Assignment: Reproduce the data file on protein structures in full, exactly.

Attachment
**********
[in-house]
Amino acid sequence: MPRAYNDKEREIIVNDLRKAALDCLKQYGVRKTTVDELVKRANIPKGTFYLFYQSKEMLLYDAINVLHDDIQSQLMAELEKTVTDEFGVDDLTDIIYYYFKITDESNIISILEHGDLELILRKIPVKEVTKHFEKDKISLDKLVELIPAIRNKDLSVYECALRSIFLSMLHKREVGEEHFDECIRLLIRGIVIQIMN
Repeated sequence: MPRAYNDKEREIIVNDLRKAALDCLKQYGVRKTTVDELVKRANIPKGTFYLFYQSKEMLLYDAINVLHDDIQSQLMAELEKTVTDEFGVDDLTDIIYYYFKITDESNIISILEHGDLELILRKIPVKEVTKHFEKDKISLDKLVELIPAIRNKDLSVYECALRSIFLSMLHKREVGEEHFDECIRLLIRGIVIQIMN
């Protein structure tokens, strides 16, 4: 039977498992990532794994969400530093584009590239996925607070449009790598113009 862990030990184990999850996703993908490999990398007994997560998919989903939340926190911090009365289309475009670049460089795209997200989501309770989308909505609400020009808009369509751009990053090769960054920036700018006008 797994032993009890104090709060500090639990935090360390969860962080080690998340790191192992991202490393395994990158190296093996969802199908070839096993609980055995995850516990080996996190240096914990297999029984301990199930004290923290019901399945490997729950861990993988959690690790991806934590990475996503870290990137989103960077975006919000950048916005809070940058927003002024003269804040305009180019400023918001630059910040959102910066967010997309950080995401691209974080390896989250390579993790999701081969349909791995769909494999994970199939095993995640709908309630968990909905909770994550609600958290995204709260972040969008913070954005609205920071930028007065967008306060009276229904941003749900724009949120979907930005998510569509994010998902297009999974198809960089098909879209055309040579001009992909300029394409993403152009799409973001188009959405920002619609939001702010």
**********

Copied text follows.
[in-house]
Amino acid sequence: MPRAYNDKEREIIVNDLRKAALDCLKQYGVRKTTVDELVKRANIPKGTFYLFYQSKEMLLYDAINVLHDDIQSQLMAELEKTVTDEFGVDDLTDIIYYYFKITDESNIISILEHGDLELILRKIPVKEVTKHFEKDKISLDKLVELIPAIRNKDLSVYECALRSIFLSMLHKREVGEEHFDECIRLLIRGIVIQIMN
Repeated sequence: MPRAYNDKEREIIVNDLRKAALDCLKQYGVRKTTVDELVKRANIPKGTFYLFYQSKEMLLYDAINVLHDDIQSQLMAELEKTVTDEFGVDDLTDIIYYYFKITDESNIISILEHGDLELILRKIPVKEVTKHFEKDKISLDKLVELIPAIRNKDLSVYECALRSIFLSMLHKREVGEEHFDECIRLLIRGIVIQIMN
């Protein structure tokens, strides 16, 4: 039977498992990532794994969400530093584009590239996925607070449009790598113009 862990030990184990999850996703993908490999990398007994997560998919989903939340926190911090009365289309475009670049460089795209997200989501309770989308909505609400020009808009369509751009990053090769960054920036700018006008 797994032993009890104090709060500090639990935090360390969860962080080690998340790191192992991202490393395994990158190296093996969802199908070839096993609980055995995850516990080996996190240096914990297999029984301990199930004290923290019901399945490997729950861990993988959690690790991806934590990475996503870290990137989103960077975006919000950048916005809070940058927003002024003269804040305009180019400023918001630059910040959102910066967010997309950080995401691209974080390896989250390579993790999701081969349909791995769909494999994970199939095993995640709908309630968990909905909770994550609600958290995204709260972040969008913070954005609205920071930028007065967008306060009276229904941003749900724009949120979907930005998510569509994010998902297009999974198809960089098909879209055309040579001009992909300029394409993403152009799409973001188009959405920002619609939001702010």